Congress recently reinstated geothermal tax credits for residential and commercial geothermal heating and cooling systems. They provide a 30 percent tax savings for residential installations and a 10 percent commercial tax credit. And homeowners who installed a geothermal system in 2017 can still claim the 30 percent credit.
Similar to ordinary heat pumps, geothermal heat pumps use the ground (instead of outside air) to provide heating, air conditioning, and hot water. Because it uses the earth’s natural heat, this technology is one of the most efficient heating and cooling options available.
Federal Geothermal Tax Credits
The Bipartisan Budget Act of 2018 reinstated tax credits for fuel cells, small wind and geothermal heat pumps. Taxpayers can claim a credit of 30 percent of qualified expenditures for a system located in the United States.
These expenditures include labor costs for on-site preparation, assembly or original system installation, and the piping or wiring to interconnect a system to the home. If the federal tax credit exceeds tax liability, the excess amount may be carried forward to the succeeding taxable year.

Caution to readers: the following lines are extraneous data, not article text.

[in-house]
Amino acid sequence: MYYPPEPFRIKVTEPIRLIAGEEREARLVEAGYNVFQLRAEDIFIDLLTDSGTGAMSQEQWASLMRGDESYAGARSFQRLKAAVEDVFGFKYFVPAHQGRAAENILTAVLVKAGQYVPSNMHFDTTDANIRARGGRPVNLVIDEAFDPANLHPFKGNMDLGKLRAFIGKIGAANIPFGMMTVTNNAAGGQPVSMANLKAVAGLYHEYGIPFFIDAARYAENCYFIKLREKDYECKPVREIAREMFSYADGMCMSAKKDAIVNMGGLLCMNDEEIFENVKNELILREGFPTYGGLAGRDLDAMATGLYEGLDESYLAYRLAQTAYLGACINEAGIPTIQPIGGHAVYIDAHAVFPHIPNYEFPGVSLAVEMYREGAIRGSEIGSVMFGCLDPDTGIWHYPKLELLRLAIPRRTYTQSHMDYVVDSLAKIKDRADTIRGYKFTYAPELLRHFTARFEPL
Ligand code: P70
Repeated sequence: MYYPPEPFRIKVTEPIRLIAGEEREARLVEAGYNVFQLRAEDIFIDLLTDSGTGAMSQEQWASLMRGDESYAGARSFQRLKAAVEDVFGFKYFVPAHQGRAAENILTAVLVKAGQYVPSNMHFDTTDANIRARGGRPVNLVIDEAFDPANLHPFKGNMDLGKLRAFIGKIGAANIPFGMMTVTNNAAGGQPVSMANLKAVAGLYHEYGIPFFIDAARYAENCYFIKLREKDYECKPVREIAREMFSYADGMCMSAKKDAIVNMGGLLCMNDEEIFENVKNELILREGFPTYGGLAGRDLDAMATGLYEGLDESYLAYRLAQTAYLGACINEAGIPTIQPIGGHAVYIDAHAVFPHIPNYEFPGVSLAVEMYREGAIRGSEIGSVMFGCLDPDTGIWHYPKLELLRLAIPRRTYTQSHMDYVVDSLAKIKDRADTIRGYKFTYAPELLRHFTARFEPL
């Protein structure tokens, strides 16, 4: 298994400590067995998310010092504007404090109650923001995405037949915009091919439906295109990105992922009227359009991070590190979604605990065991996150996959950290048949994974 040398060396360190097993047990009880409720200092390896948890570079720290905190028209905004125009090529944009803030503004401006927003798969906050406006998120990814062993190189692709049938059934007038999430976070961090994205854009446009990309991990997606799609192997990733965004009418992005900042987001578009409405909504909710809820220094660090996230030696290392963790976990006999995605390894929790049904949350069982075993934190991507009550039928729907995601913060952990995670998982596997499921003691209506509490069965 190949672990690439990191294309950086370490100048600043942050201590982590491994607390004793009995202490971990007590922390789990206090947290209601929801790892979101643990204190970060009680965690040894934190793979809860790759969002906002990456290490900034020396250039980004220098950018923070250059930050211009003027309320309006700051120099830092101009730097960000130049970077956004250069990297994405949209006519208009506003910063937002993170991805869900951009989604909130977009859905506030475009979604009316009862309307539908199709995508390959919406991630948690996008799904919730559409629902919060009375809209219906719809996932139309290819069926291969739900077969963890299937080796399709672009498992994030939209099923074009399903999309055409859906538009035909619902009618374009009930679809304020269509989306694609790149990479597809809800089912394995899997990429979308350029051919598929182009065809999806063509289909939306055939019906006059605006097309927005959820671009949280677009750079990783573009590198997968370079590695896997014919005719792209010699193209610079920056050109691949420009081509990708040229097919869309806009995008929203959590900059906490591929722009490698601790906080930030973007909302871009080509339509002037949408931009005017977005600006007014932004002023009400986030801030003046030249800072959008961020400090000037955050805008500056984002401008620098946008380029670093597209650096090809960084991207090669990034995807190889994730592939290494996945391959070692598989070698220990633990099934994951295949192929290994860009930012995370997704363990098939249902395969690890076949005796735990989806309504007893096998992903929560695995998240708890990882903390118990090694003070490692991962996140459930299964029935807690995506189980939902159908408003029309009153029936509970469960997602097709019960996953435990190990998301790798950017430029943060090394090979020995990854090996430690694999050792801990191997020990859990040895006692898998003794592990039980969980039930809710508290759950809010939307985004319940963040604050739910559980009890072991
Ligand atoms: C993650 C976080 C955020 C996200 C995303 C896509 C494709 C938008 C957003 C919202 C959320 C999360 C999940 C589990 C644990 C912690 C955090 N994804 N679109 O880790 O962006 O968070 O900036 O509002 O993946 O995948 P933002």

Here is the maximum allowable credit, equipment requirements and other details for geothermal heat pumps:
- 30% for systems placed in service by 12/31/2019
- 26% for systems placed in service after 12/31/2019 and before 01/01/2021
- 22% for systems placed in service after 12/31/2020 and before 01/01/2022
- There is no maximum credit for systems placed in service after 2008.
- Systems must be placed in service on or after January 1, 2008, and on or before December 31, 2021.
- The geothermal heat pump must meet federal Energy Star criteria.
- The home served by the system does not have to be the taxpayer’s principal residence.
State Geothermal Tax Credits
In addition to the federal tax credit, many states offer additional tax credits for installing geothermal systems. Local utilities offer rebates for many energy-saving technologies. Ask your contractor about available incentives and rebates.
For example, a $26,000 system in New York would qualify for a $6,000 state rebate. Plus, the federal tax credit would drop the cost enough to make it competitive with traditional heating and cooling.
Because a portion of the energy used in buildings and homes is related to the thermal loads of heating, cooling, and water heating, one of the drawbacks of standard air conditioning is that the system meets limitations as the outdoor temperature reaches extremes. This is most common with a standard heat pump system in winter. As the outdoor temperature drops below 25°F, it reduces the heat pump’s ability to return air to the system at the proper temperature.
A geothermal unit avoids this scenario by using the natural heat in the ground, which is much better at retaining a consistent temperature. In fact, the EPA ENERGY STAR program has identified geothermal as one of the most energy-efficient technologies available.